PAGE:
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Title: Accurate reproduction of real-world lighting
Author: Karr, Brian
ISNI:       0000 0004 9357 810X
Awarding Body: University of Warwick
Current Institution: University of Warwick
Date of Award: 2019
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The dynamic range of a scene is defined as the difference in lighting between the brightest and darkest areas of that scene. The goal of High Dynamic Range (HDR) imaging is to capture all of the detail in a scene, no matter what the dynamic range. HDR is essential when capturing safety critical environments, for example during a rocket launch. Here it is crucial to be able to see simultaneously all the detail in the rocket plume, on the rocket itself and within the launch environment. Although the capture of HDR images and video has been well studied, little is known about the physical accuracy of the captured image compared to the scene itself. Just how truly representative is the captured HDR image of the real world lighting? In this thesis, the image capture pipeline is analysed in detail, while not assuming linearity, in order to maintain physical accuracy throughout the workflow. Rather than approximating the camera response function, calibrated measurements are employed to characterize both the image sensor and the associated optics. As a first step in this research, existing HDR capture technology was investigated. A number of latest generation digital imaging systems were selected for testing and evaluation, and several limitations are identified in the evaluation of existing HDR capture technology. First, in most cases, no standard is utilized when stating imager dynamic range capabilities. Second, in-camera processing of data is described generically, such as with a vendor specific log curve applied, but only in some cases is the processing described, or the reverse transform provided in order to linearize the data. Third, there is lack of discussion, or available data, related to acceptable noise level or the noise level used in the determination of signal to noise based sensor characterizations. From the imager test and evaluation, it was concluded that the processing pipelines differ significantly from manufacturer to manufacturer, and that there is no clear definition as to how imaging system dynamic range is either measured or specified. To address these limitations, a new method for characterizing HDR response from a \system" perspective was developed, including the combined effect of the optics, the sensor hardware, and the camera processing. The results indicated that the accuracy of manufacturer stated capabilities are dependent upon the chosen maximum RMS noise defining the minimum luminance step used to determine dynamic range. Different manufacturers appear to use different metrics, making comparison difficult. The model was further improved to treat the optical and sensor elements separately, so that the contributions from each are known. To provide maximum accuracy, the model in this thesis categorizes error via methodical calibration; including determination of sensor noise attributes, system gain response, and the effects of lens glare. Additionally, using reference measurements from a calibrated luminance meter, absolute radiometric calibration was achieved, albeit with a degree of error. The results highlighted that the effects of glare limit the ability to accurately capture and measure the lower luminance portion of a scene. To capture an HDR image most accurately, glare effects must be reduced by using higher quality optics, or by reducing sources of glare in the scene.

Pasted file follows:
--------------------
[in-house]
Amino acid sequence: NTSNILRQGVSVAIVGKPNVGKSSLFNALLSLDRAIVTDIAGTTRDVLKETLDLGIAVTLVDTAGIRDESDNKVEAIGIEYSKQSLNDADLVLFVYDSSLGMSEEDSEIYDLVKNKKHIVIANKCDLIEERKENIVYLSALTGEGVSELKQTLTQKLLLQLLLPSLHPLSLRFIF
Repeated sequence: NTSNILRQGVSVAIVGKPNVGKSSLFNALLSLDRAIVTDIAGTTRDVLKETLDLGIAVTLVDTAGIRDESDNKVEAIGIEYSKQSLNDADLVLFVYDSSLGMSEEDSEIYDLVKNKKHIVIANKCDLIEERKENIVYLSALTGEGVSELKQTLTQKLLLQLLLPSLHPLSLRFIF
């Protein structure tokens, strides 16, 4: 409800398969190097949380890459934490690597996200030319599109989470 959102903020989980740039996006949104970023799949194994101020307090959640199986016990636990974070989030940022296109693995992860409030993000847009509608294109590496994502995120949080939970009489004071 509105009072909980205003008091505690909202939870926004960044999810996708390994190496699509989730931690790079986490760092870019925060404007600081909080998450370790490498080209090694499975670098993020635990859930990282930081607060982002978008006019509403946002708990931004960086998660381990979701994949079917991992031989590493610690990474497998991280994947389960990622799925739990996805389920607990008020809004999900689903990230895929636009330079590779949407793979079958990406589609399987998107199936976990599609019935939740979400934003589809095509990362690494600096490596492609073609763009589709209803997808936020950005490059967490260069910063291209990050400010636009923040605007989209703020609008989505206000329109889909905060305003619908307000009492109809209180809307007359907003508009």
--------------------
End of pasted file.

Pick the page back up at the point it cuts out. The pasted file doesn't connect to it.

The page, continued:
Supervisor: Not available Sponsor: Not available
Qualification Name: Thesis (Ph.D.) Qualification Level: Doctoral
EThOS ID:  DOI: Not available
Keywords: TR Photography